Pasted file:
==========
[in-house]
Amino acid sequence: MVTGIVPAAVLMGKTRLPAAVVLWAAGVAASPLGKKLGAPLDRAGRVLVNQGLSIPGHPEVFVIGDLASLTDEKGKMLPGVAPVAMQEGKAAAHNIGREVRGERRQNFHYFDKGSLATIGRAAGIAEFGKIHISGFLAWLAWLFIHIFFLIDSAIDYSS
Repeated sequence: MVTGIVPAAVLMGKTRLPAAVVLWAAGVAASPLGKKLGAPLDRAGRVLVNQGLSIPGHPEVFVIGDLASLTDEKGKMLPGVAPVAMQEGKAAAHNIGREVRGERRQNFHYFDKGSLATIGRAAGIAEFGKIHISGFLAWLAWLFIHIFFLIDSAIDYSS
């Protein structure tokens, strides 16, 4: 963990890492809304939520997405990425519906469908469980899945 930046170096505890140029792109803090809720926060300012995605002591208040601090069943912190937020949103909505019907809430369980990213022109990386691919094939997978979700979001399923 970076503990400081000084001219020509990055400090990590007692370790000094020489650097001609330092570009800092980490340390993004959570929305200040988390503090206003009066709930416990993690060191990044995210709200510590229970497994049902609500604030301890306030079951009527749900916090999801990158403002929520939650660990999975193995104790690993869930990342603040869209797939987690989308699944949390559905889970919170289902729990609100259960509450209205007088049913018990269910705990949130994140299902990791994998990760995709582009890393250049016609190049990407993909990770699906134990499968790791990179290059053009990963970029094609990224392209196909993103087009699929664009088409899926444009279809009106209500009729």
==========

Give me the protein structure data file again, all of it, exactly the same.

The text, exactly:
[in-house]
Amino acid sequence: MVTGIVPAAVLMGKTRLPAAVVLWAAGVAASPLGKKLGAPLDRAGRVLVNQGLSIPGHPEVFVIGDLASLTDEKGKMLPGVAPVAMQEGKAAAHNIGREVRGERRQNFHYFDKGSLATIGRAAGIAEFGKIHISGFLAWLAWLFIHIFFLIDSAIDYSS
Repeated sequence: MVTGIVPAAVLMGKTRLPAAVVLWAAGVAASPLGKKLGAPLDRAGRVLVNQGLSIPGHPEVFVIGDLASLTDEKGKMLPGVAPVAMQEGKAAAHNIGREVRGERRQNFHYFDKGSLATIGRAAGIAEFGKIHISGFLAWLAWLFIHIFFLIDSAIDYSS
């Protein structure tokens, strides 16, 4: 963990890492809304939520997405990425519906469908469980899945 930046170096505890140029792109803090809720926060300012995605002591208040601090069943912190937020949103909505019907809430369980990213022109990386691919094939997978979700979001399923 970076503990400081000084001219020509990055400090990590007692370790000094020489650097001609330092570009800092980490340390993004959570929305200040988390503090206003009066709930416990993690060191990044995210709200510590229970497994049902609500604030301890306030079951009527749900916090999801990158403002929520939650660990999975193995104790690993869930990342603040869209797939987690989308699944949390559905889970919170289902729990609100259960509450209205007088049913018990269910705990949130994140299902990791994998990760995709582009890393250049016609190049990407993909990770699906134990499968790791990179290059053009990963970029094609990224392209196909993103087009699929664009088409899926444009279809009106209500009729």